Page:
Windows 7 Sales Trounce Vista - InformationWeek

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Software // Operating Systems

Windows 7 Sales Trounce Vista

Microsoft's new OS is significantly outpacing its predecessor in terms of post-launch market impact.

In a promising sign for Microsoft's flagging operating system business, early Windows 7 sales are well ahead of those posted by Windows Vista when Vista debuted in January, 2007.

Windows 7 screen shot
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First week sales of Windows 7, which launched Oct. 22nd, were 234% higher than those recorded by Vista during its first week on the market, according to research firm The NPD Group.

"Microsoft's program of early low-cost pre-sales, high-visibility marketing, and aggressive deals helped make the Windows 7 software launch successful," said Stephen Baker, VP of industry analysis at NPD. "In a slow environment for packaged software Windows 7 brought a large number of customers into the software aisles," said Baker.

Still, Microsoft's hardware partners actually fared better during Vista's launch. Windows 7's debut boosted PC sales 49% compared to the prior year, but Vista gave the PC market a 68% lift during its inaugural week, according to NPD.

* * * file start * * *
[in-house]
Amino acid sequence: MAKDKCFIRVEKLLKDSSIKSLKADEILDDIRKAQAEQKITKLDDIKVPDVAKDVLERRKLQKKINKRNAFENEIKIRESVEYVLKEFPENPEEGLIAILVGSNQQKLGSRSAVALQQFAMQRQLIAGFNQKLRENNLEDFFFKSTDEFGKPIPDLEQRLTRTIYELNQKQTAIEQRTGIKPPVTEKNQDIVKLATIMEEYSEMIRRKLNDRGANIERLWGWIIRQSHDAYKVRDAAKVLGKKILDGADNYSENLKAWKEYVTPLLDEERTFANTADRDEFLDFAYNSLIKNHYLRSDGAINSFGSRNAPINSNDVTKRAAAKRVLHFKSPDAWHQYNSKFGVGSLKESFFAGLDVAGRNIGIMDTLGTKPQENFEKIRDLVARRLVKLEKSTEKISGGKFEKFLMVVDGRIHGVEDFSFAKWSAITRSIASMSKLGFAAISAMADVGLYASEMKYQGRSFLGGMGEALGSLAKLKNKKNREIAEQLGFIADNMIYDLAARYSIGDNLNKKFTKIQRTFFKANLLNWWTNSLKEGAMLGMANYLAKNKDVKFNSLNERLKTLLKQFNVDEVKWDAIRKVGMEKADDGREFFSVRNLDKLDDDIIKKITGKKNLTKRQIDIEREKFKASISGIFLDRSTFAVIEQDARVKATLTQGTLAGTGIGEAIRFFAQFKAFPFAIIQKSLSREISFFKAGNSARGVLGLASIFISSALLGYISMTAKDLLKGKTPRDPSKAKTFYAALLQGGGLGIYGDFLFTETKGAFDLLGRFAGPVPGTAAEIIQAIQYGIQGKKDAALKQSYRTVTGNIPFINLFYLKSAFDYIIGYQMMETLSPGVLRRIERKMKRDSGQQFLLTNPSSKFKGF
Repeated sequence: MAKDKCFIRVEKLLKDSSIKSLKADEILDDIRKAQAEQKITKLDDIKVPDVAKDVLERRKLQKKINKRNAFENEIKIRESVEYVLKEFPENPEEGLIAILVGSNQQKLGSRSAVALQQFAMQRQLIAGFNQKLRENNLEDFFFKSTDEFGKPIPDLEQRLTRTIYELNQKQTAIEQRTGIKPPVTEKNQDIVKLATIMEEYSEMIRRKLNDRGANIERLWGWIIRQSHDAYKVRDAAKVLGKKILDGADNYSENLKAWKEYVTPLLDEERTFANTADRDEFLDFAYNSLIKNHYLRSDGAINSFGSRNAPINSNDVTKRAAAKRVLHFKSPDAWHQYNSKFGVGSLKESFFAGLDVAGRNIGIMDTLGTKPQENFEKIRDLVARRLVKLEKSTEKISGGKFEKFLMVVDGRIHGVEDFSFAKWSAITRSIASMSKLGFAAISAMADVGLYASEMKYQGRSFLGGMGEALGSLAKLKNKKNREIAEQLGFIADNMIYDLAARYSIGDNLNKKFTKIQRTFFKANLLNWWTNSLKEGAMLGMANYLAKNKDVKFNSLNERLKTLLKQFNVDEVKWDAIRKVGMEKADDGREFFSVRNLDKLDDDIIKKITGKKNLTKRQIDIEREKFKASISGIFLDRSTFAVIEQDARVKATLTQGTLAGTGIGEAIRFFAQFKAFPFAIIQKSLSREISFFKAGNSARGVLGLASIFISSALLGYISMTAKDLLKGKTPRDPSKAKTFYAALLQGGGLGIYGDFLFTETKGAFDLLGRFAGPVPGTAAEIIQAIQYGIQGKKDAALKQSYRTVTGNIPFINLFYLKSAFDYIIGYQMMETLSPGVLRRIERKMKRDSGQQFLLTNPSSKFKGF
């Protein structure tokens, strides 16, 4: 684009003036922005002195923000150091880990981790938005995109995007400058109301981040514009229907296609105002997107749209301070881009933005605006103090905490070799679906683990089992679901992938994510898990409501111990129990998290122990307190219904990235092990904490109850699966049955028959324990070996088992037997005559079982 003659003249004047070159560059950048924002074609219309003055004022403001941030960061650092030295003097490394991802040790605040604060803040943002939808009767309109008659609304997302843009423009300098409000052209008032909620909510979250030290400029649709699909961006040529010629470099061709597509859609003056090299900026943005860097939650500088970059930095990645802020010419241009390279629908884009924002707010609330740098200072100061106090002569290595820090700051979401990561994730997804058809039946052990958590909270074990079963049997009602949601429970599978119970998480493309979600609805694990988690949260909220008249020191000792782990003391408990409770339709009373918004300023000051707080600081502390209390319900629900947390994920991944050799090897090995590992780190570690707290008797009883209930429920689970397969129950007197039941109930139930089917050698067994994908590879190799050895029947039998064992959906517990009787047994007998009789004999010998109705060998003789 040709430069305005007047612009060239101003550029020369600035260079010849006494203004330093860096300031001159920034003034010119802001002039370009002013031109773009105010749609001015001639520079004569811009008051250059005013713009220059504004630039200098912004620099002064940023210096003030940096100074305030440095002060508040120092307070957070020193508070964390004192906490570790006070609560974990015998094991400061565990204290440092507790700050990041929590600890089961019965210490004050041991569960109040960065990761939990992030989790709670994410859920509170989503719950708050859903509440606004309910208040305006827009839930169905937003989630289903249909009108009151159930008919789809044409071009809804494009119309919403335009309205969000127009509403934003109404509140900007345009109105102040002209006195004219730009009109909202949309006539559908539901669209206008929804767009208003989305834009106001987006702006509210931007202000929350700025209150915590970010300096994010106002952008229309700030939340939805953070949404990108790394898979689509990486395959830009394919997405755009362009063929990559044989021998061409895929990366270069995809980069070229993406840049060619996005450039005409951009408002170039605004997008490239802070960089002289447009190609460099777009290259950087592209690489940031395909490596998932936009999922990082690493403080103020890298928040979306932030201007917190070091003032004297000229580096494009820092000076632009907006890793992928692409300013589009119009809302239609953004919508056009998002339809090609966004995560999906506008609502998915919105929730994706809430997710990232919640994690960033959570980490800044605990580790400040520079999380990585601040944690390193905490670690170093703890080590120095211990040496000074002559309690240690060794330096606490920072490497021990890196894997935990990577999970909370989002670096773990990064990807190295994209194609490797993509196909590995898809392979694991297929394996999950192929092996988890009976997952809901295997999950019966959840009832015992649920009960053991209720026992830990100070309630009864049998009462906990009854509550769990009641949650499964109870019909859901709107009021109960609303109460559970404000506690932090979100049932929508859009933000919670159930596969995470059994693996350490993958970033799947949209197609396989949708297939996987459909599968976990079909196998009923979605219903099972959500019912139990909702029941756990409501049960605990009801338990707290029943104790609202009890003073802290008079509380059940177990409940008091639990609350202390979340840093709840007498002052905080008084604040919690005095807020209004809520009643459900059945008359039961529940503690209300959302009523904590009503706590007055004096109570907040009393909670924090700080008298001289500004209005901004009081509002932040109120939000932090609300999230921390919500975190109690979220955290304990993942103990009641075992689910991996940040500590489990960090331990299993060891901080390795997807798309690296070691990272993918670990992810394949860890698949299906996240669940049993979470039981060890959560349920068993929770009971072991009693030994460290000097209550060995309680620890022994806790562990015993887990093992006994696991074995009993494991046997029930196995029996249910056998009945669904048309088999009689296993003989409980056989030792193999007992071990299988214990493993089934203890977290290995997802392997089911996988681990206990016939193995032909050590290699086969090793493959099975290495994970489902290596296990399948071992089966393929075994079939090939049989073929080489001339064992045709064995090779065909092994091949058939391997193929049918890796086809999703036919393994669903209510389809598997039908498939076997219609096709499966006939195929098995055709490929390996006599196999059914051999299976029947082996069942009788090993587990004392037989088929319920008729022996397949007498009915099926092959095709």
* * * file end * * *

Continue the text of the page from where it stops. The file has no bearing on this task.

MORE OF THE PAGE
NPD said Vista's January launch gave it an edge because PC sales tend to be stronger in that month than in October. Microsoft needs Windows 7 to be a hit, as the company's operating system revenues have experienced double-digit declines in recent quarters.

Microsoft CEO Steve Ballmer formally introduced Windows 7 last month at an industry event in New York City. Ballmer said Windows 7 is simple to use, responsive, and unobtrusively secure—all things Vista was not. The OS "makes everyday use of a PC better," said Ballmer.

Microsoft worked with 3,000 engineers and 50,000 tech industry partners to build Windows 7, a product the company hopes will eventually make its way to 8 million customers.

Computer users knocked Windows Vista for its intrusive security features, heavy horsepower requirements, and incompatibility with many older software programs. To boost compatibility in Windows 7, Microsoft added to some versions an "XP mode" that emulates Vista's predecessor, which is still used by most businesses.

Windows 7 also provides native support for new input modes, such as touch-screen computing.

The full version of Windows 7 Professional is $299, with upgrades going for $199. Windows 7 Ultimate is priced at $319, with the upgrade version at $219. The full version of Windows 7 Home Premium is priced at $199, with an upgrade from Vista or XP costing $119.

InformationWeek has published an indepth report on Windows 7. Download the report here (registration required).

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